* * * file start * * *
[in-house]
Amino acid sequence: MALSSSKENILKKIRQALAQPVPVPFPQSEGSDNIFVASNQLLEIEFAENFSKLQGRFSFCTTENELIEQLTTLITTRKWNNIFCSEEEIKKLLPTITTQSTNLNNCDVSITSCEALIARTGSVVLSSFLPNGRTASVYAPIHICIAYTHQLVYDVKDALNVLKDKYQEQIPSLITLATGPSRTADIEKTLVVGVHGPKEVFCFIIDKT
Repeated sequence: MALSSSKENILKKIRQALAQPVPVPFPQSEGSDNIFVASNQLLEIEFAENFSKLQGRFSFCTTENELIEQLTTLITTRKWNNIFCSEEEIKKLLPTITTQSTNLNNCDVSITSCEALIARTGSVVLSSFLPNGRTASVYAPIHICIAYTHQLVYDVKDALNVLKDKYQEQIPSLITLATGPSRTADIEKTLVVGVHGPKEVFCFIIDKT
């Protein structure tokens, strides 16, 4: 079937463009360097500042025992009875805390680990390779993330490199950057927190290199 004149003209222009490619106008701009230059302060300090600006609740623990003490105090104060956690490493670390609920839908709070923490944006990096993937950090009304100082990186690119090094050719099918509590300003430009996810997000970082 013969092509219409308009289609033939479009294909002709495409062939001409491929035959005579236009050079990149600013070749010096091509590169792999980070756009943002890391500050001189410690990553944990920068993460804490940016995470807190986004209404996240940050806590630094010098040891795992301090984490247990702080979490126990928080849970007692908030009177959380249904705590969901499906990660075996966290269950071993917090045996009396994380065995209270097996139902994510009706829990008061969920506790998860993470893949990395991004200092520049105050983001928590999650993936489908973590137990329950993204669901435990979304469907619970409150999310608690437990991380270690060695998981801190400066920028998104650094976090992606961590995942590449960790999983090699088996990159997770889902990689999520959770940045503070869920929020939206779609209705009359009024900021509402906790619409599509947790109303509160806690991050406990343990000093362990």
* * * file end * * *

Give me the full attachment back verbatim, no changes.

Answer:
[in-house]
Amino acid sequence: MALSSSKENILKKIRQALAQPVPVPFPQSEGSDNIFVASNQLLEIEFAENFSKLQGRFSFCTTENELIEQLTTLITTRKWNNIFCSEEEIKKLLPTITTQSTNLNNCDVSITSCEALIARTGSVVLSSFLPNGRTASVYAPIHICIAYTHQLVYDVKDALNVLKDKYQEQIPSLITLATGPSRTADIEKTLVVGVHGPKEVFCFIIDKT
Repeated sequence: MALSSSKENILKKIRQALAQPVPVPFPQSEGSDNIFVASNQLLEIEFAENFSKLQGRFSFCTTENELIEQLTTLITTRKWNNIFCSEEEIKKLLPTITTQSTNLNNCDVSITSCEALIARTGSVVLSSFLPNGRTASVYAPIHICIAYTHQLVYDVKDALNVLKDKYQEQIPSLITLATGPSRTADIEKTLVVGVHGPKEVFCFIIDKT
């Protein structure tokens, strides 16, 4: 079937463009360097500042025992009875805390680990390779993330490199950057927190290199 004149003209222009490619106008701009230059302060300090600006609740623990003490105090104060956690490493670390609920839908709070923490944006990096993937950090009304100082990186690119090094050719099918509590300003430009996810997000970082 013969092509219409308009289609033939479009294909002709495409062939001409491929035959005579236009050079990149600013070749010096091509590169792999980070756009943002890391500050001189410690990553944990920068993460804490940016995470807190986004209404996240940050806590630094010098040891795992301090984490247990702080979490126990928080849970007692908030009177959380249904705590969901499906990660075996966290269950071993917090045996009396994380065995209270097996139902994510009706829990008061969920506790998860993470893949990395991004200092520049105050983001928590999650993936489908973590137990329950993204669901435990979304469907619970409150999310608690437990991380270690060695998981801190400066920028998104650094976090992606961590995942590449960790999983090699088996990159997770889902990689999520959770940045503070869920929020939206779609209705009359009024900021509402906790619409599509947790109303509160806690991050406990343990000093362990």